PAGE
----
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The Sugarless Plum Paperback – March 6, 2016
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From Publishers Weekly
In 1987, when Karz was 21 and dancing in the corps of the prestigious New York City Ballet, she began to suffer constant thirst and dizziness, frequent urination and oozing sores under her arms. After an initial misdiagnosis and months of denying the seriousness of her condition, Karz faced the devastating reality that, as a type 1 diabetic, she would have to take insulin injections for the rest of her life, check her blood-sugar levels at least 10 times a day and was at a high risk for infection and even amputation. Karz details the ups and downs of her childhood, illness and 16-year NYCB career, from a low-blood-sugar episode that almost derailed a performance in Copenhagen to dancing with George Balanchine himself at a School of American Ballet rehearsal; being cast as the Nutcracker's Sugar Plum Fairy; and her promotion to soloist six years after her diagnosis. Karz's prose is simple, and although ballet fans may wish for more insider gossip, Karz offers a satisfying portrait of a dancer making her mark at a competitive world-class company. Diabetics and athletes in particular will gain inspiration from her perseverance, acceptance and control of a debilitating disease. (Nov.)
Copyright © Reed Business Information, a division of Reed Elsevier Inc. All rights reserved. --This text refers to an out of print or unavailable edition of this title.
*Starred Review* After learning to dance in Thailand during her dad’s army tour, Karz studied at George Balanchine’s School of the American Ballet, the training ground for the New York City Ballet. At 17, she danced as the Sugar Plum Fairy in The Nutcracker, and at 20 she danced in company cofounder Jerome Robbins’ Goldberg Variations. Loving the “order and control” of dance, Karz was shaken to the core when she was diagnosed with diabetes at age 21. Failed attempts at self-healing were followed by insulin injections and blood tests throughout her demanding routine of classes, rehearsal, and evening performances—all in secret to conceal the severity of her illness. Six years later, after she’d toured internationally despite frightening fluctuations in blood sugar levels, she remained in the corps de ballet, then was promoted to soloist. One of the pleasures in this empowering journey of talent and determination is Karz’s faultless writing; it’s never awkward or stilted even when she provides medical and technical dance facts. This winning memoir will appeal strongly to readers interested in dance, health, and artists’ memoirs. --Whitney Scott --This text refers to an out of print or unavailable edition of this title.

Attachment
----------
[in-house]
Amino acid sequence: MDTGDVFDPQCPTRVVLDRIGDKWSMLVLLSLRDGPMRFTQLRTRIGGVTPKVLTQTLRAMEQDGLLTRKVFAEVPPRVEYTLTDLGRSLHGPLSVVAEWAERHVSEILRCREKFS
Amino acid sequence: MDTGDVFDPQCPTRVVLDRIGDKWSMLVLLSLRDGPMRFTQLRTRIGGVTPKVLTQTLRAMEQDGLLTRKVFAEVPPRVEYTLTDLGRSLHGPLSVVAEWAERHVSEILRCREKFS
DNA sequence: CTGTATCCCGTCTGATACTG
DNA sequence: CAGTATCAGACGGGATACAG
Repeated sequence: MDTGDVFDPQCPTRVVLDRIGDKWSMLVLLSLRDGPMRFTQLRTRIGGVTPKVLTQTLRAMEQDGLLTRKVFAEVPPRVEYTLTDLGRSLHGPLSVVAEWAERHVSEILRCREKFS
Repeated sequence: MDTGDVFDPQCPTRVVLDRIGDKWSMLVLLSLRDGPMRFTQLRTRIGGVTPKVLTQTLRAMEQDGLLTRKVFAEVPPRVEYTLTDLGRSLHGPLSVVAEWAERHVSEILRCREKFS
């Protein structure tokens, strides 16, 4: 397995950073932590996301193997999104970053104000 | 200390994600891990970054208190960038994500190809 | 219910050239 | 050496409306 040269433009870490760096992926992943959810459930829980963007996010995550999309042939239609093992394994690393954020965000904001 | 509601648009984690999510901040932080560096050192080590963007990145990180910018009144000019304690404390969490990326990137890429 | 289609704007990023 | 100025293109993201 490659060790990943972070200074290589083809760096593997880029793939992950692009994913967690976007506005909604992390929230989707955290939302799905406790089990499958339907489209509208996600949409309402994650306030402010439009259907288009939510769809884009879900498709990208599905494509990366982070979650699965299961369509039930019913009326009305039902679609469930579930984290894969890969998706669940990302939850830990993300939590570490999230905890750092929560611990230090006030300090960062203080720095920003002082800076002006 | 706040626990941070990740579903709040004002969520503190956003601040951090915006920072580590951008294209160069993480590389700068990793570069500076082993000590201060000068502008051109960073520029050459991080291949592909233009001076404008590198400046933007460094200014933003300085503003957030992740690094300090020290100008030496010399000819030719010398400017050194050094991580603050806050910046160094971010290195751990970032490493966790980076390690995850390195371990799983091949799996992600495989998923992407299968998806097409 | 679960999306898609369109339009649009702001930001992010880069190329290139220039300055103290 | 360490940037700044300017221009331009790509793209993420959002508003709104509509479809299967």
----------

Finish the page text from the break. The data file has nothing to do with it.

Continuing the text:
Top customer reviews
Zippora Karz was a part of NYCB when its seminal template existed: Balanchine was still alive (with his discerning eye on her) Peter Martins and Jerome Robbins were in the fold, and Suzanne Farrell, Nureyev, and Baryshnikov were in the immediate environment; it was a time in NYCB's history unlike any other, a time when its foundation was being formed, when the greats roamed the hallways, a time that will never happen again.
More than the story of one ballerina's rise to excellence, "The Sugarless Plum" is the story of dedication, perseverance, and passion that leads against all odds. There is an obstacle in this memoirists story that would bring a lesser spirit to her knees. Rather than succumbing, this ballerina struggles to overcome the challenge, and what the reader is left with are life lessons applicable to any adversarial situation.
Most recent customer reviews
It was a great purchase. I recommend it for those who appreciate ballet and a touching story